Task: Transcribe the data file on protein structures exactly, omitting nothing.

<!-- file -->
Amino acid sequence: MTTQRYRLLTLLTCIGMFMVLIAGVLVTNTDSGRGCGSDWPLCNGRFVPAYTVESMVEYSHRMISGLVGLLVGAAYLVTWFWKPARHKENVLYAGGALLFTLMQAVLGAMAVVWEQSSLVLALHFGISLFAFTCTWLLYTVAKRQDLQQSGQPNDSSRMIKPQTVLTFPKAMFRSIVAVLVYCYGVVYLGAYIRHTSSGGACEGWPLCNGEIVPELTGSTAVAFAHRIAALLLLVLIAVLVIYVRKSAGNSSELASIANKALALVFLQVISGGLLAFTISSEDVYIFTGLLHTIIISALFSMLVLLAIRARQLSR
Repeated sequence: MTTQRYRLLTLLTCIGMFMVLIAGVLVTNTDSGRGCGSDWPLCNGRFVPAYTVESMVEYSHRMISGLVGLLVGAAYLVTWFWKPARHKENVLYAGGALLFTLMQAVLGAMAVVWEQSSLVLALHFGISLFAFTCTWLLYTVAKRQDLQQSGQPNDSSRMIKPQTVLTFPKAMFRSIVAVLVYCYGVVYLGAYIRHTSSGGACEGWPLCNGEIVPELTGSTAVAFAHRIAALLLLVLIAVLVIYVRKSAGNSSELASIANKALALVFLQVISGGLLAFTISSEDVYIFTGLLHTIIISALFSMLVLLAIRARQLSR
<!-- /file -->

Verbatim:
Amino acid sequence: MTTQRYRLLTLLTCIGMFMVLIAGVLVTNTDSGRGCGSDWPLCNGRFVPAYTVESMVEYSHRMISGLVGLLVGAAYLVTWFWKPARHKENVLYAGGALLFTLMQAVLGAMAVVWEQSSLVLALHFGISLFAFTCTWLLYTVAKRQDLQQSGQPNDSSRMIKPQTVLTFPKAMFRSIVAVLVYCYGVVYLGAYIRHTSSGGACEGWPLCNGEIVPELTGSTAVAFAHRIAALLLLVLIAVLVIYVRKSAGNSSELASIANKALALVFLQVISGGLLAFTISSEDVYIFTGLLHTIIISALFSMLVLLAIRARQLSR
Repeated sequence: MTTQRYRLLTLLTCIGMFMVLIAGVLVTNTDSGRGCGSDWPLCNGRFVPAYTVESMVEYSHRMISGLVGLLVGAAYLVTWFWKPARHKENVLYAGGALLFTLMQAVLGAMAVVWEQSSLVLALHFGISLFAFTCTWLLYTVAKRQDLQQSGQPNDSSRMIKPQTVLTFPKAMFRSIVAVLVYCYGVVYLGAYIRHTSSGGACEGWPLCNGEIVPELTGSTAVAFAHRIAALLLLVLIAVLVIYVRKSAGNSSELASIANKALALVFLQVISGGLLAFTISSEDVYIFTGLLHTIIISALFSMLVLLAIRARQLSR